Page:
The webinar seemed like it might be interesting. The person running it is very visible on social media as a coach. Notice, I said “visible,” not “highly regarded.” I don’t know if he is good at what he does or not. He is persistent.
It was a big promise. Five new clients in seven days. Or maybe it was seven clients in five days. I was mildly interested, so I clicked over to the site. Lots of hype, lots of promises, lots of endorsements. OK. I can expect that in today’s atmosphere where we all sell something.
No price. The whole page was price-free. But there was a link to “click here to register.” It’s a bad idea already. Not putting your price up front makes your audience think you are hiding something. Something too high for the average person to afford. Something secret. My interest was fading fast. Still, I clicked through.
Ahhh, the ususal–you had to “join” his website. You had to give up your email address to find out the price. Suddenly, the webinar was worthless to me. I was being manipulated, which means I also would not trust what he said. Or his information would be as manipulative as his offer–now this may not be true, but that’s how it seems to me.
I weighed the idea of giving up my email address for his use. I could always block him afterwards. After a second or two of thinking, I decided that I had invested enough time in someone who was not including me in his demographic. That’s fine. It’s important for a business owner to focus on the right demographic. And it is right for me to move away from a business owner who does not include my demographic. I don’t shop at Lululemon (I don’t have an impressive, Lululemon-required thigh gap, so I don’t fit into their pants). I don’t shop at Whole Foods (I can’t afford to); I don’t go to a pediatrician (I don’t have children under 18). And I didn’t click on this man’s registration link just to find out how much the seminar cost.
Don’t make that mistake. If you are charging an honest price, feel that your knowledge is worth a certain price, be open and honest enough to tell your clients what that price is. If the only factor in the prospect’s decision making is price, they may not contact you, but that is a great decision all the way around. You do not have to argue or explain your prices to someone whose sole concern is price, and they don’t have to argue value with you. Winners all the way around.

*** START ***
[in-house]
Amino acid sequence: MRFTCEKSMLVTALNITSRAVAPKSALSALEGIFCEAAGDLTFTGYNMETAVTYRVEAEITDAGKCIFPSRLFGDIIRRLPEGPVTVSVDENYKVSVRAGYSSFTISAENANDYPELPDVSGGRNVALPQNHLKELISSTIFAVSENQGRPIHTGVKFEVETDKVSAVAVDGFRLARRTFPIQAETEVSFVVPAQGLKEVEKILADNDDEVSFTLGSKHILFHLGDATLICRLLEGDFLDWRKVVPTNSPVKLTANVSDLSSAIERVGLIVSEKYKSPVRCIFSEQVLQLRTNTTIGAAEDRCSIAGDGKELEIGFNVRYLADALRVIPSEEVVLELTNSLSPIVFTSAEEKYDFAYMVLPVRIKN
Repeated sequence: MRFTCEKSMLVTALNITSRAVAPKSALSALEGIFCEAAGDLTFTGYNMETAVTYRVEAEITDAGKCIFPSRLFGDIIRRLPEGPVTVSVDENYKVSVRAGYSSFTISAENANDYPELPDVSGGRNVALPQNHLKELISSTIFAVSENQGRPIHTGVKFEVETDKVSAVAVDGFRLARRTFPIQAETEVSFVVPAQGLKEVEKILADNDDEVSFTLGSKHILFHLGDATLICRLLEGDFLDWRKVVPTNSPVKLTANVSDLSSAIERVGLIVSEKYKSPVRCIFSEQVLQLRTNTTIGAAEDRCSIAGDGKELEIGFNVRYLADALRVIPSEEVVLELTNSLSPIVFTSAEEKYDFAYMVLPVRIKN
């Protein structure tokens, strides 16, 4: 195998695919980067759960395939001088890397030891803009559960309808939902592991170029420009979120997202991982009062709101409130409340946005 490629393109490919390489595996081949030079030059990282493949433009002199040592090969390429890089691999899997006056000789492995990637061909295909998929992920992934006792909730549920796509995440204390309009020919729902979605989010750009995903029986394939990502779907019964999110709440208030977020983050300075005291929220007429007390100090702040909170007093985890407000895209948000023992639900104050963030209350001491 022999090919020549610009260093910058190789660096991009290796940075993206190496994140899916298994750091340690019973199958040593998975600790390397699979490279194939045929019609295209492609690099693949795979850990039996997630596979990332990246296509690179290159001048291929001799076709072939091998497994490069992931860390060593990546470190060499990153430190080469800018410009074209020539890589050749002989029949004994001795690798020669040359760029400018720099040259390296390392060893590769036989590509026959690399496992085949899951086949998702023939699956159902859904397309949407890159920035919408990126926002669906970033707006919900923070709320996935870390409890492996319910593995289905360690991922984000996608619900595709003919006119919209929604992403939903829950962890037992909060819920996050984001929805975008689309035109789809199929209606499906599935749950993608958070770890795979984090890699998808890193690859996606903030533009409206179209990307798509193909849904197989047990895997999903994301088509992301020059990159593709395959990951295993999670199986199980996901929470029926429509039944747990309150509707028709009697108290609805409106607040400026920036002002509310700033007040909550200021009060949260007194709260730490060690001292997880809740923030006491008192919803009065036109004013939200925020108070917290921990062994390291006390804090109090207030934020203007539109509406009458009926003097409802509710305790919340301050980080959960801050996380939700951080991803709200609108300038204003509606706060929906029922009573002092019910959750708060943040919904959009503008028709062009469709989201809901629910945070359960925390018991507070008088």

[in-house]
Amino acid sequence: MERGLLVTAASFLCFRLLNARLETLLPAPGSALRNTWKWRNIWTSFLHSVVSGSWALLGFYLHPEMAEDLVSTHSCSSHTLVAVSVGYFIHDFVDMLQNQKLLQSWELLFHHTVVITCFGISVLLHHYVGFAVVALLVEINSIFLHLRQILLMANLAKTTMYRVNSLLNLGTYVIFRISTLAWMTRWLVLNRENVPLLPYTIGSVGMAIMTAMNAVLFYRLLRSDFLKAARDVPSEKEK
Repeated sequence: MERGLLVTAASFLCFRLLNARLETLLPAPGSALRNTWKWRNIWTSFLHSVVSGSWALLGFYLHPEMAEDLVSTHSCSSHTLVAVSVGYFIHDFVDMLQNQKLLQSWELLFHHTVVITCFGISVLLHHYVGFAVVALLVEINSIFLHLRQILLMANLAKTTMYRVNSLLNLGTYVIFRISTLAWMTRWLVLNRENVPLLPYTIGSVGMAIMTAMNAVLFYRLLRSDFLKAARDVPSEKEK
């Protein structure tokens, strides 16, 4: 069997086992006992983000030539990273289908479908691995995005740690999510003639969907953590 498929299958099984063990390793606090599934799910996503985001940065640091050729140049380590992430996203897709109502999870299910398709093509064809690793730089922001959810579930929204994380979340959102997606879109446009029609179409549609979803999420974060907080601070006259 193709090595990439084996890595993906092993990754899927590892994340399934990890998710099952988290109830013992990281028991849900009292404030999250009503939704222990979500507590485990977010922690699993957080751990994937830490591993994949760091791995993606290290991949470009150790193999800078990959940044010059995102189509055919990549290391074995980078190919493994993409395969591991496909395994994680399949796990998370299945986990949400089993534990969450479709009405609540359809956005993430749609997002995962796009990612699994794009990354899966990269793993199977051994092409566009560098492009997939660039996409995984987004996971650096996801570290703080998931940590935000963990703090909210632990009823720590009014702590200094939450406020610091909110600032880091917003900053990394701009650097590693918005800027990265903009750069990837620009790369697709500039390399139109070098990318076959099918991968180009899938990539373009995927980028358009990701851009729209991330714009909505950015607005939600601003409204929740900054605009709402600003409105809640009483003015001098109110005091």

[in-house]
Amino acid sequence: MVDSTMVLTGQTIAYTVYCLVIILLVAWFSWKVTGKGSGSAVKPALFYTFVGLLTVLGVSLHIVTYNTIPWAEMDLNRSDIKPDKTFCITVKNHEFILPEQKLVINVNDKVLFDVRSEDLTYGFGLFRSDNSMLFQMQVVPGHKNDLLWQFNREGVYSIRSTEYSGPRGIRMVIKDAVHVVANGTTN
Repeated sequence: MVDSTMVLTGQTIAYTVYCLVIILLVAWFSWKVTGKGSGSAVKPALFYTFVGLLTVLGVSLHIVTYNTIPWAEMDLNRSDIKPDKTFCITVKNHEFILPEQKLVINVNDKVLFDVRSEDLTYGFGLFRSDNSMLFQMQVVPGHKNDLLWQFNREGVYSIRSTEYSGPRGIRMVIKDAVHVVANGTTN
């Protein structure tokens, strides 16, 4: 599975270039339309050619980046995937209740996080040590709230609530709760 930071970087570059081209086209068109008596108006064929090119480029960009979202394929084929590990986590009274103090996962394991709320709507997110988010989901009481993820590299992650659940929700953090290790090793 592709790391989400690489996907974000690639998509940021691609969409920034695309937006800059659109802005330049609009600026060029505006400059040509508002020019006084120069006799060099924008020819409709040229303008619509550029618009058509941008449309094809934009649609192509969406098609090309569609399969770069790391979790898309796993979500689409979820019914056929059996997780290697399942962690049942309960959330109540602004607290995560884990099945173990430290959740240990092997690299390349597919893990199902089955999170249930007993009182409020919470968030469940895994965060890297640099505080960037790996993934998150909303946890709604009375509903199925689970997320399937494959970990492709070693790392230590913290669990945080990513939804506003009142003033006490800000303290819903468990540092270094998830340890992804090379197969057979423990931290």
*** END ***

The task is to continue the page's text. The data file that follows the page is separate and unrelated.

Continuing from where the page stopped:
Yes, my prices for coaching are on my website, as are my prices for training. A few days ago, someone contacted me, claiming to have read “every word of my website,” and determined that she needed “only the best coach–and that’s you!” My eyebrows went up, and I made sure that before we got too deeply into the conversation, I mentioned the price. The caller squawked, “What? You charge for coaching? That’s a service that should be a right to anyone who needs it!” I didn’t tell her about my experience or my training, I just wished her luck with her search, while knowing she had not read more than three lines of my website.
Prices are a part of life. Grocery stores have them, clothing stores have them, even art supply stores have them. Imagine what online shopping would be like if you had to click through three or four times to find pricing. Don’t make your clients search for pricing. Oh, and those clients I might not get by missing the seminar? I’m OK with that. I’m not much of a “latest technique” coach; I’m more of a “I’ll walk this tough road with you” coach.
—Quinn McDonald is a trainer and creativity coach working on a certification in poetic healing.